The compulsion to confess in Crime and Punishment  

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Train wreck at Montparnasse (October 22, 1895) by Studio Lévy and Sons.
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Train wreck at Montparnasse (October 22, 1895) by Studio Lévy and Sons.
The compulsion to confess in Crime and Punishment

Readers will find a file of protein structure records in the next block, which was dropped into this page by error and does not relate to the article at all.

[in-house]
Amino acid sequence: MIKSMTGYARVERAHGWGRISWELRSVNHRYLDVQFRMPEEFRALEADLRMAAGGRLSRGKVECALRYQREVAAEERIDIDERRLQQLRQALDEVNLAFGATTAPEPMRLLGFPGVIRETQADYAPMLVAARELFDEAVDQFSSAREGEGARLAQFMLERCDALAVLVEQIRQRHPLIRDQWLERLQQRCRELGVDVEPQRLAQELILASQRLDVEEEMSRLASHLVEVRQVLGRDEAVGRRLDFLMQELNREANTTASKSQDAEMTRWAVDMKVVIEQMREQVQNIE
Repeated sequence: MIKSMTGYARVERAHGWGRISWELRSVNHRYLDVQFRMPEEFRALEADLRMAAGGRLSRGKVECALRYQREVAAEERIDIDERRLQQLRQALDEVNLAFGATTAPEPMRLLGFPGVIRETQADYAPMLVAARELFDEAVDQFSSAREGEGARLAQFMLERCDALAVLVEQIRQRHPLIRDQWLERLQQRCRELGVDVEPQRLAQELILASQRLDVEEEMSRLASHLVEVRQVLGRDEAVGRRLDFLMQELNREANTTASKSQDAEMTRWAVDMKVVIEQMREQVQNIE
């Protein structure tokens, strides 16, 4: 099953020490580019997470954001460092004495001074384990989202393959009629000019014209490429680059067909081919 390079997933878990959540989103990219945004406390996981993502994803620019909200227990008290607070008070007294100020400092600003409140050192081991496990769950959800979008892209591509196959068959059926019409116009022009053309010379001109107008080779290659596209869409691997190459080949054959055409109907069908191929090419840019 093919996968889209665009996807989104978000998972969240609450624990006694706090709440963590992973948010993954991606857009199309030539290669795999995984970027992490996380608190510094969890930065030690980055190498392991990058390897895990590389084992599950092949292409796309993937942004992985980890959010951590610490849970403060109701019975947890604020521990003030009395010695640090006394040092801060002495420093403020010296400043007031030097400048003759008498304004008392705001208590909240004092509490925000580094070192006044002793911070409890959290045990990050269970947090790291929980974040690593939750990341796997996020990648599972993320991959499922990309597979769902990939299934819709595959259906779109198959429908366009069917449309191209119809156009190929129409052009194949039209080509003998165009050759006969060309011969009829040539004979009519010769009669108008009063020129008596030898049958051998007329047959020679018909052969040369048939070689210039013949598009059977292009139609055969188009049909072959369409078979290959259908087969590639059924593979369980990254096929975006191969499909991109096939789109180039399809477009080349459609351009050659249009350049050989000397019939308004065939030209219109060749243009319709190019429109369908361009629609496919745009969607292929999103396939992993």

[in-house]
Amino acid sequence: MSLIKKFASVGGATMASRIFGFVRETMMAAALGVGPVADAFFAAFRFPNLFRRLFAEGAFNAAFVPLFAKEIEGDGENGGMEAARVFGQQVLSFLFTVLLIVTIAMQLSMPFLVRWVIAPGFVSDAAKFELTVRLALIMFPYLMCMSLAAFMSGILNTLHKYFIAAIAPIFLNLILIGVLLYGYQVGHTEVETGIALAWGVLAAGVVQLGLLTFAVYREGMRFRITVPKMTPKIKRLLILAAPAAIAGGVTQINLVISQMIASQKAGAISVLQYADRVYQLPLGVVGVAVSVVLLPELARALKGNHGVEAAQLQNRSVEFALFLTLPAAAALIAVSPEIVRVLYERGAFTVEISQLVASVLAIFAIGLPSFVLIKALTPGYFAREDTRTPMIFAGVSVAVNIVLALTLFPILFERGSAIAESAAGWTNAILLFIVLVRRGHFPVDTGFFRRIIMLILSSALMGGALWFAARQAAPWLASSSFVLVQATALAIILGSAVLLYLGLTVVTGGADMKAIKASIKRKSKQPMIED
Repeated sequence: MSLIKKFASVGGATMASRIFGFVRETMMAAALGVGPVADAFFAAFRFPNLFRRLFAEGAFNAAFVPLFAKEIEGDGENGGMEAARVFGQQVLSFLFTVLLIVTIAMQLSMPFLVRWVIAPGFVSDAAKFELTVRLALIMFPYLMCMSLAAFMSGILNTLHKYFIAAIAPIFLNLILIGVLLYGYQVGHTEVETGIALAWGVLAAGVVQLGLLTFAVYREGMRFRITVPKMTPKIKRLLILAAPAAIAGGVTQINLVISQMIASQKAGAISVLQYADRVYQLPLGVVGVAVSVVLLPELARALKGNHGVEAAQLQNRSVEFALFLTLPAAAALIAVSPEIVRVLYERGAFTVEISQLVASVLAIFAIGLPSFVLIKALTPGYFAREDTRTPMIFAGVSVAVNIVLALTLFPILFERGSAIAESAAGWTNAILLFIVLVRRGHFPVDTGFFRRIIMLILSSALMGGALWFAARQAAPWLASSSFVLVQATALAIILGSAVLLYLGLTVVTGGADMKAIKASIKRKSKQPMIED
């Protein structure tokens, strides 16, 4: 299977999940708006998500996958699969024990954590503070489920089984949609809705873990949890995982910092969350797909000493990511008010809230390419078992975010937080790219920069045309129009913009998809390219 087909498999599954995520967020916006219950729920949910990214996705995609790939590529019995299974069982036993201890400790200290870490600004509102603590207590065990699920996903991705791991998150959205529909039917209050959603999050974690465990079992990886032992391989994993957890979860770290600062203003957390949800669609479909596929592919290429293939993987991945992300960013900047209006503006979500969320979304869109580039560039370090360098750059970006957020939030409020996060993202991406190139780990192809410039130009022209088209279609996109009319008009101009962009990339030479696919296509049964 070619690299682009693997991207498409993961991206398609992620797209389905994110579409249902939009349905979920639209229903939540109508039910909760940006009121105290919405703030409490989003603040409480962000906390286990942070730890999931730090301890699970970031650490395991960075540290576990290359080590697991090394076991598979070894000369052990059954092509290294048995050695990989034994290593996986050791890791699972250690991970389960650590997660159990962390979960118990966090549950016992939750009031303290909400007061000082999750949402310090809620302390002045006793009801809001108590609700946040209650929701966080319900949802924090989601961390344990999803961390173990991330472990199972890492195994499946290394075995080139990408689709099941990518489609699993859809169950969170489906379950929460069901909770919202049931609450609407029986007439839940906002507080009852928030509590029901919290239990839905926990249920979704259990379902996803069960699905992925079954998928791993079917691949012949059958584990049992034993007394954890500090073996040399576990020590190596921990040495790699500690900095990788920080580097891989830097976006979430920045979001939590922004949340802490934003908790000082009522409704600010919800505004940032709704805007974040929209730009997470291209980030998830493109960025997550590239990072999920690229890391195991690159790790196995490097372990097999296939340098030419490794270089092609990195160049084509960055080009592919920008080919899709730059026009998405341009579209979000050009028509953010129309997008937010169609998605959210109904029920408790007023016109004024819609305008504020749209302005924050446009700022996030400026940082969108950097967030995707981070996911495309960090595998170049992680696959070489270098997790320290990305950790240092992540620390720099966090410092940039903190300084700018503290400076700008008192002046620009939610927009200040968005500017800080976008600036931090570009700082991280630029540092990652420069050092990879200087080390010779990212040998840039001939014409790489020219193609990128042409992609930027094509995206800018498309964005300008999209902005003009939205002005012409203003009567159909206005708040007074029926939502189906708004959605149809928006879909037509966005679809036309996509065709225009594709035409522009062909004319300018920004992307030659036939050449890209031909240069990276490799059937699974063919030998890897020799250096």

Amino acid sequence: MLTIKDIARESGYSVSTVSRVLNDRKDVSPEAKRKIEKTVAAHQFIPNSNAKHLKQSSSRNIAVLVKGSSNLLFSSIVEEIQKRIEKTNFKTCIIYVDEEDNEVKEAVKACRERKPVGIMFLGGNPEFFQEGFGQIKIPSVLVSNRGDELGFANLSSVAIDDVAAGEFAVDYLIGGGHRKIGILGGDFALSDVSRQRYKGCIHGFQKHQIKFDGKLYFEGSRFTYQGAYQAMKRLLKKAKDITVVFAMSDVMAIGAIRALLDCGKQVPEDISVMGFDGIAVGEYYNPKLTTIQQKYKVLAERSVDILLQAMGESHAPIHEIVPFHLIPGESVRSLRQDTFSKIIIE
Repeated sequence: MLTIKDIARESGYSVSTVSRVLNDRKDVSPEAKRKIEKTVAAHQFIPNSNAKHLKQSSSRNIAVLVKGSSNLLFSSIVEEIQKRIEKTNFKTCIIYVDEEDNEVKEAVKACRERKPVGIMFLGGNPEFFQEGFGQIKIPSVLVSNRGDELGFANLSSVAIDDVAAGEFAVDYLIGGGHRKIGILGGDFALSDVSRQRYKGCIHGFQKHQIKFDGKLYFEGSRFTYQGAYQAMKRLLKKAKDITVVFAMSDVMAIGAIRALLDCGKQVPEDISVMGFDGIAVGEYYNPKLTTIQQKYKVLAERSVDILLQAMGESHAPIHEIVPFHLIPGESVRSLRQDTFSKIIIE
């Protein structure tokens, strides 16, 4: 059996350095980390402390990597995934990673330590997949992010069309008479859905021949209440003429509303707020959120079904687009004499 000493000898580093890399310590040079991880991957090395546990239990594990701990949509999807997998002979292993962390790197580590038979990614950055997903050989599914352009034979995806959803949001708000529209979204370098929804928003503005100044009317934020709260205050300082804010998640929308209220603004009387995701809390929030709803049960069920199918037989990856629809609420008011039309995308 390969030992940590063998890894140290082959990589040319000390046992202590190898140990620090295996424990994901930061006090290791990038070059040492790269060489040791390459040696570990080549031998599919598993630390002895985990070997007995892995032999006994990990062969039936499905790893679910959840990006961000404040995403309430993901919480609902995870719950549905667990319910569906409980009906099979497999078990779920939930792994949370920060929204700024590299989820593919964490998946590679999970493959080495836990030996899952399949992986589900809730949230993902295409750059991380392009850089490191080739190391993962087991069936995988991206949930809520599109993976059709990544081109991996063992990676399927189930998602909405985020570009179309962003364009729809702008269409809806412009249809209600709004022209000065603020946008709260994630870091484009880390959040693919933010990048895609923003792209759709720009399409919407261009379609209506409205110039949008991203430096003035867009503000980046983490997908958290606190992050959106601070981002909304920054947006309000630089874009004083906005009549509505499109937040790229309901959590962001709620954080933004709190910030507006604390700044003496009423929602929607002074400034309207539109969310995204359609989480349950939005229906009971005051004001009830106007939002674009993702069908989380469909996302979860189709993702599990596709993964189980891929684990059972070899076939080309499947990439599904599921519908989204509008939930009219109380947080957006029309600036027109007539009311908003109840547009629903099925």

After the bungled murder Raskolnikov falls into a feverish state. He behaves as though he wishes to betray himself, and the detective Porfiry begins to suspect him purely on psychological grounds. At the same time, a chaste relationship develops between Raskolnikov and Sonia—a prostitute full of Christian virtue, driven into the profession by the habits of her father—and Raskolnikov confesses his crime to her. The confession is overheard by Svidrigaylov, a shadowy figure whose aim is to seduce Raskolnikov's sister, Dunya. Svidrigaylov appears to have a hold over Raskolnikov, but when he unexpectedly commits suicide, Raskolnikov goes to the police himself to confess. He is sentenced to penal servitude in Siberia; Sonia follows him, and the Epilogue holds out hope for Raskolnikov's redemption and moral regeneration under her influence.




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